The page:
Since 2003, the Macedonian RDDA has appeared three times before the UN Working Group on Minorities, presenting in particular matters concerning the ill-treatment of Roma in Macedonia by public officials. This year, RDDA and HCAR reported on the case of the seventeen-year-old Trajan Bekirov, who was last seen alive after Macedonian police "ALFI" units chased him and his friend, Orhan Isemi, on 11 May 2006. His body was discovered on 28 May 2006 in the river Vardar near the village of Tubarevo. Based on an autopsy carried out by the Institute of Juridical Medicine and Criminal Autopsy and on the basis of the investigation by the Ministry of Interior's Sector on Internal Control and Professional Standards, government representatives announced that police actions were appropriate. However, Trajan's parents hired an independent forensic expert for a second autopsy which was carried out five days after the first one. As a result, unlike the first examination, the doctor raised several issues according to which the police could be found responsible for inappropriate action resulting in the death of Trajan Bekirov. Based on this report, the ombudsperson initiated further investigation. However, the public prosecutor announced last week that the investigation will not be pursued further in the matter. (for further details of the case, see the letter of ERRC and the National Roma Centrum sent to Dr. Vlado Buckovski, Prime Minister of the Republic of Macedonia http://www.errc.org/cikk.php?cikk=2604).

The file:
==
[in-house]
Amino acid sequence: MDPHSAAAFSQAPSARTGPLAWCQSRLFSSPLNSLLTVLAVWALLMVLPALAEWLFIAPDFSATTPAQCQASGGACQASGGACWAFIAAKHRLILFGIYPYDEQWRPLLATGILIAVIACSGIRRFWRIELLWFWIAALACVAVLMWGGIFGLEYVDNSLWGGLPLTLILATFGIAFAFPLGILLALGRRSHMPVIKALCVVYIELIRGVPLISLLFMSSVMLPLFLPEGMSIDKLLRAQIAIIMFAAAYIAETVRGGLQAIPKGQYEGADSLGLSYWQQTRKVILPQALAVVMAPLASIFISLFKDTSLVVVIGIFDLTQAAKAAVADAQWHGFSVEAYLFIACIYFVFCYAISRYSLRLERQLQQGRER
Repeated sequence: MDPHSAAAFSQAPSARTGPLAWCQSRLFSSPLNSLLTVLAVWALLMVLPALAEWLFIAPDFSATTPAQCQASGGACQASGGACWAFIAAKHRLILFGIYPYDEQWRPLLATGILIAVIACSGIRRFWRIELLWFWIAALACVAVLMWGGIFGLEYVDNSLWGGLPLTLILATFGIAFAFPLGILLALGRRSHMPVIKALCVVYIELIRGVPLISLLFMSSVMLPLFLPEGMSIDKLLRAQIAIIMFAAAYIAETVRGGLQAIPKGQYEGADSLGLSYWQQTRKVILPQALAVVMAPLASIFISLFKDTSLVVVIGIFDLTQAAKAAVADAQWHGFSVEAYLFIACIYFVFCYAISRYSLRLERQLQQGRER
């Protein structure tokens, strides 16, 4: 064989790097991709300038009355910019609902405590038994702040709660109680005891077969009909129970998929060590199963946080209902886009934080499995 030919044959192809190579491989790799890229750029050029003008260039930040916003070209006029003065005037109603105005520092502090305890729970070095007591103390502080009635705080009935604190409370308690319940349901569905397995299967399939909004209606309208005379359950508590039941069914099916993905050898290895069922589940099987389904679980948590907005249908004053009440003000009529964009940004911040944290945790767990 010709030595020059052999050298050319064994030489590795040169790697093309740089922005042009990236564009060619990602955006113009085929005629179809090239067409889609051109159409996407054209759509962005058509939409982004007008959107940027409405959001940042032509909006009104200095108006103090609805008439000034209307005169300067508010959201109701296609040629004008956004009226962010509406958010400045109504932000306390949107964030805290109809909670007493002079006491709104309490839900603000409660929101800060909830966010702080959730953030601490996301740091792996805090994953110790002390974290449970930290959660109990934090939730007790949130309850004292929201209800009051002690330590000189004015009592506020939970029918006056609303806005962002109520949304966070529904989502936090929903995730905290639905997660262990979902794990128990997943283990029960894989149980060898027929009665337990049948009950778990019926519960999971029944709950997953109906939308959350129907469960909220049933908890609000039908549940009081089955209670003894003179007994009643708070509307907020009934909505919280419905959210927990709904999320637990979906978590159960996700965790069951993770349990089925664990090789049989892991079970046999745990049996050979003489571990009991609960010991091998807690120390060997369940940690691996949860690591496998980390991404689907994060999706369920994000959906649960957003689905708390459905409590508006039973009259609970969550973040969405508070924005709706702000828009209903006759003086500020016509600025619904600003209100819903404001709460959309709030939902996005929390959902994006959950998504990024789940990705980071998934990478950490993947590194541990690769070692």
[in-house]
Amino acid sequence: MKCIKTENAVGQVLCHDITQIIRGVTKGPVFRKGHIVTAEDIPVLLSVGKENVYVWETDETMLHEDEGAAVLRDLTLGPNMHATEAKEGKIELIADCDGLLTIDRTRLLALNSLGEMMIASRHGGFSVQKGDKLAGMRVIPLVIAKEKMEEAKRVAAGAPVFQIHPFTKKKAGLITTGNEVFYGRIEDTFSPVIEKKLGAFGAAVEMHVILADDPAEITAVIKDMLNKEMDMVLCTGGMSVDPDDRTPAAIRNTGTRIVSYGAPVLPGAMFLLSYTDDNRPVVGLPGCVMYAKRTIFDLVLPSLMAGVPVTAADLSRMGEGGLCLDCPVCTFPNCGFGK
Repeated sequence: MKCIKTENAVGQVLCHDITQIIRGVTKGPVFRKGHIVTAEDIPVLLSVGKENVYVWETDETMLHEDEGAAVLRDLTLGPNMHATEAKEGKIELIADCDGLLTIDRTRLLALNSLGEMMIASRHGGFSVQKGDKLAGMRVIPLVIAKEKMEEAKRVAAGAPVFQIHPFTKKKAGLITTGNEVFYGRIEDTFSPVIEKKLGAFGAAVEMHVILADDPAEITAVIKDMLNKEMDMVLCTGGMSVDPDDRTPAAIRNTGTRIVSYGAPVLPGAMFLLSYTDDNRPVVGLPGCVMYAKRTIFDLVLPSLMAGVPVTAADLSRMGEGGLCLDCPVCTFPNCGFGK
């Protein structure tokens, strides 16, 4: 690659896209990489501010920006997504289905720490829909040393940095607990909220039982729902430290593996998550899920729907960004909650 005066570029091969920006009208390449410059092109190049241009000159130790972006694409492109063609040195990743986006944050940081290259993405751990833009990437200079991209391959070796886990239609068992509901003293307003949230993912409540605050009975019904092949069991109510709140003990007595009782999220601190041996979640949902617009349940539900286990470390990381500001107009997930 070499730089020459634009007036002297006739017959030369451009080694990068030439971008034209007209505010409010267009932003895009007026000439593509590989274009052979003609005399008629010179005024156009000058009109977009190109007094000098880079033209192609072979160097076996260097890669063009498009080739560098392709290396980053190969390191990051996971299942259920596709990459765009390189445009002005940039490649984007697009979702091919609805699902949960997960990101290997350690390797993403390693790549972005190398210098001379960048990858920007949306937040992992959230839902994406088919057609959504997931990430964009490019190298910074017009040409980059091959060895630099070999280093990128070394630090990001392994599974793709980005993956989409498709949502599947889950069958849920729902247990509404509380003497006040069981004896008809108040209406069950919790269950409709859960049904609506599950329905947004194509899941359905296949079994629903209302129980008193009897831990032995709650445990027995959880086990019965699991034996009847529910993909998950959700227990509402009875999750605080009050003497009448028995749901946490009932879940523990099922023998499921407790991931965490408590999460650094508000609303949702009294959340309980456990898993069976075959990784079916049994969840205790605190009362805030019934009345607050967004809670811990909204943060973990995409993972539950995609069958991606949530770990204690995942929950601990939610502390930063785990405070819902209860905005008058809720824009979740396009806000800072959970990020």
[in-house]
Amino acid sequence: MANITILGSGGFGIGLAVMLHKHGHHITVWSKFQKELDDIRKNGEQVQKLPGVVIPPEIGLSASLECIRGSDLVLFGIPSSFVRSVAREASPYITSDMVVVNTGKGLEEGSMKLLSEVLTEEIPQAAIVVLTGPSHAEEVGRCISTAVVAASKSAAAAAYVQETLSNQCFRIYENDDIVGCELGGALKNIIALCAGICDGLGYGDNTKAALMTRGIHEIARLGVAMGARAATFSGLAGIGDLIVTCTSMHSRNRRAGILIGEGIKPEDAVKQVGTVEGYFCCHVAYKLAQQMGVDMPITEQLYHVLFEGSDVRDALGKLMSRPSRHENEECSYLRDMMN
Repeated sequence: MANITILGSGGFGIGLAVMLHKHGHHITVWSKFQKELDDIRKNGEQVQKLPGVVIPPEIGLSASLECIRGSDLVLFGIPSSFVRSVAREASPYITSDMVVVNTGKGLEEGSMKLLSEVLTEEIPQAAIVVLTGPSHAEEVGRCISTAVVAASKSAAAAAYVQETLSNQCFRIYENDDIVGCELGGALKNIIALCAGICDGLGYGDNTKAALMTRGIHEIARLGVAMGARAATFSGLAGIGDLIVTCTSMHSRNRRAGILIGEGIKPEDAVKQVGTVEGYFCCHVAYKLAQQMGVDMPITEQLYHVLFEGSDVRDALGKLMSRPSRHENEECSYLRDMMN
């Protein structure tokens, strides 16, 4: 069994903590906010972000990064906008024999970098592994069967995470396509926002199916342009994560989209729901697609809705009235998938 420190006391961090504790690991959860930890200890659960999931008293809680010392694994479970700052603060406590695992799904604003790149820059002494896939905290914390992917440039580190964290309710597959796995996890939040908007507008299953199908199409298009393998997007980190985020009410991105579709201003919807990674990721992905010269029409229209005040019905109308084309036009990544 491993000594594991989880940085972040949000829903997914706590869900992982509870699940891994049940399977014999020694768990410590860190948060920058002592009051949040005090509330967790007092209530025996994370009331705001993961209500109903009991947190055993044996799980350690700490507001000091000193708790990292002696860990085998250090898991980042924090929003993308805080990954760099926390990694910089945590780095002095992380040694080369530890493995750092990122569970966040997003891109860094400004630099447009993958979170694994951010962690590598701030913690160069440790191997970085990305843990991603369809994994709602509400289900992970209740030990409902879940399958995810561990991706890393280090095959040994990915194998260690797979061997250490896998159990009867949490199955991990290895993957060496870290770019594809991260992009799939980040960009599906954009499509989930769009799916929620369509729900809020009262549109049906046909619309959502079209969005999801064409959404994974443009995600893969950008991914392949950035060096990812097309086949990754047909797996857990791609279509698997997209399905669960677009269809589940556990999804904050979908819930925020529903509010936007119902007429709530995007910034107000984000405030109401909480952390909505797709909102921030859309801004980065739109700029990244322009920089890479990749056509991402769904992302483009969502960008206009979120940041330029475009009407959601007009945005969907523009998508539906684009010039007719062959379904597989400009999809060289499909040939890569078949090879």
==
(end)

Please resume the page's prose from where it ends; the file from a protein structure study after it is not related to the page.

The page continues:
RDDA and HCAR recommend measures including: 

  • An independent and objective investigation and fair court procedure, and imposition of sanctions on the perpetrators;
  • Revision of legislation regarding police forces;
  • Imposition of sanctions on all public servants responsible for the ill-treatment of citizens;
  • Adoption of an effective and independent control system on police, judiciary and other public services.

In its response, the Macedonian Government emphasized that the case of Mr. Bekirov is an individual case and probably it is therefore not appropriate as a subject of interest for the UN Working Group on Minorities. He expressed that the government completely rejects statements by the members of the Macedonian NGOs suggesting that the special police unit might be influenced by any racist attitudes toward the members of the Romani ethnic community. The government representative rejected allegations that Roma in Macedonia suffer discrimination in the fields of education or employment. He went on to explain efforts undertaken by the Macedonian Government for the integration of Roma.

The statements of the three NGOs as well as the response of the Hungarian and Macedonian Government are available at http://www.ohchr.org/english/issues/minorities/group/main.htm.

For more information, please contact dr. Rita Izsák, ERRC Mandate and Communication Officer at +36-1-413-2200 or rita.izsak@errc.org.